After a while, you get full cross-dressing capabilities. New game plus and DLC allow you to change the models and voices used for the protagonist and his sister. As you perform certain actions in the game, you also gain some titles that characters will call you as they pass by you. There’s lots of customization here, but the strangest bit of customization has to be the ability to change your walking and stripping animations. Want to walk like a mime? Go on ahead. Look like a tourist? Sure. The scared posture used by your little sister? By all means!
But this is where one has to ask what the catch is. I’ve listed a lot good about the game, but I’ve actually kinda merged some the negatives in there. One of which is the fact that Akibahara is fairly small for this type of game. This limits a lot of what they can do, so the world can feel… empty’s not the right word, but there’s not too much to actually do aside from the main game and sidequests. There’s also no post-game present – the game goes straight to new game plus. This is actually fairly annoying, since you have very little opportunity to freely look around the open world with whoever you want (going to certain areas with specific partner characters will just progress the plot). I suppose that this is why they didn’t put much extra to do in the game, but it defeats the purpose of making it an open world.
Some encounters can take far too long, too, thanks to the roaming vampire-like enemies that are disguised as ordinary people. When they walk by a fight, they’ll just join in, making many fights take much longer than they have any right to take. This is, of course, without mentioning the sidequests where you have to take on 48 enemies (I think you can put 2 and 2 together on the context for this). Not at once, since the game can’t handle that, but a lot at a time, with more cycling in as their allies go down until you take out all 48. There are also sidequests based on the random spawn chance of certain types of enemies that only appear after you’ve taken the sidequest on. Speaking of sidequests, you can’t cancel one unless the game does it for you when you get too far in the story to complete it, and you can only take limited sidequests at once, which can be annoying at times. Also, the police are useless.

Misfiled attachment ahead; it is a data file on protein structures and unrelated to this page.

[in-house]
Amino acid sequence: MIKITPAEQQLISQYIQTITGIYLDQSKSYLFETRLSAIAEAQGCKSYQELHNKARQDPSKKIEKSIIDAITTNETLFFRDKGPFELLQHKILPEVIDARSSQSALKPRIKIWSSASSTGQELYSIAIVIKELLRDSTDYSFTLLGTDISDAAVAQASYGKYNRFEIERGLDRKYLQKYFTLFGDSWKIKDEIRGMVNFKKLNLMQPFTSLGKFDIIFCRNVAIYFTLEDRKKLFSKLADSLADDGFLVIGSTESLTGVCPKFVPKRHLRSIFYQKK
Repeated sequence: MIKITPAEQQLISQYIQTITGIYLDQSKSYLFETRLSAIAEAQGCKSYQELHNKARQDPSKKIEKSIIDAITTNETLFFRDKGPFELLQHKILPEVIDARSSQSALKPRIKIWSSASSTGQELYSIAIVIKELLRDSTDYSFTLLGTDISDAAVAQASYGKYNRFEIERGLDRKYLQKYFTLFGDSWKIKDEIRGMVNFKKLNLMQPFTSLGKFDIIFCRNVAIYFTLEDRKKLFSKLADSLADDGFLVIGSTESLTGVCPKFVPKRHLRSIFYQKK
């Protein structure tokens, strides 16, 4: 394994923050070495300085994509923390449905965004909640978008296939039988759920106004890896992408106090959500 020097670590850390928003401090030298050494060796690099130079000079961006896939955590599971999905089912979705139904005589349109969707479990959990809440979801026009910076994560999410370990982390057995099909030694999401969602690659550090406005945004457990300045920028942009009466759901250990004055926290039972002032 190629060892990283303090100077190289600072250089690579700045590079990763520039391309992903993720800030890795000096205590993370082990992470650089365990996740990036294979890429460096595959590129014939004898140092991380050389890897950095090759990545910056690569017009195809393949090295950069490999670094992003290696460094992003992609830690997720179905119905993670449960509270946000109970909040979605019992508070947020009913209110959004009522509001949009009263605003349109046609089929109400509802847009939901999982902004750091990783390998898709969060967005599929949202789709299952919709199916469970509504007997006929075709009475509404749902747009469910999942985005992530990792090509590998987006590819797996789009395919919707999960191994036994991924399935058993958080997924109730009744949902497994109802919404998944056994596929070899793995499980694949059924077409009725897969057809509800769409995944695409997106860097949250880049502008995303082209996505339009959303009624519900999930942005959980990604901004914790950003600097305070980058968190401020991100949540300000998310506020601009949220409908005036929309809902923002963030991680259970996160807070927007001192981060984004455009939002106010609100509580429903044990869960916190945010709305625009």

The final thing I would like to bring up are the loading screens. They’re placed at the ends of each area, and I can’t decide if I love or hate this. I hate how frequent they are because nobody likes having to wait for constant loading, though it loads faster the more powerful the system you play it on is and doesn’t take too long regardless. I love how frequent they are because running to them after putting your weapon away is the only way to flee from battle, which makes sense.
Akiba’s Trip: Undead and Undressed is a fairly flawed game, but a fun one while it lasts. It’s definitely too good to be rated Rightful, but its flaws actually make me hesitate to rate it Unjust. I have a middle-ground rating planned, but I also feel that this game is just a bit too good for that.
So, by process of elimination…
The game is good, and the customization can keep you coming back despite its lack of length. Just be wary of its quirks – it’s by no means a perfect game.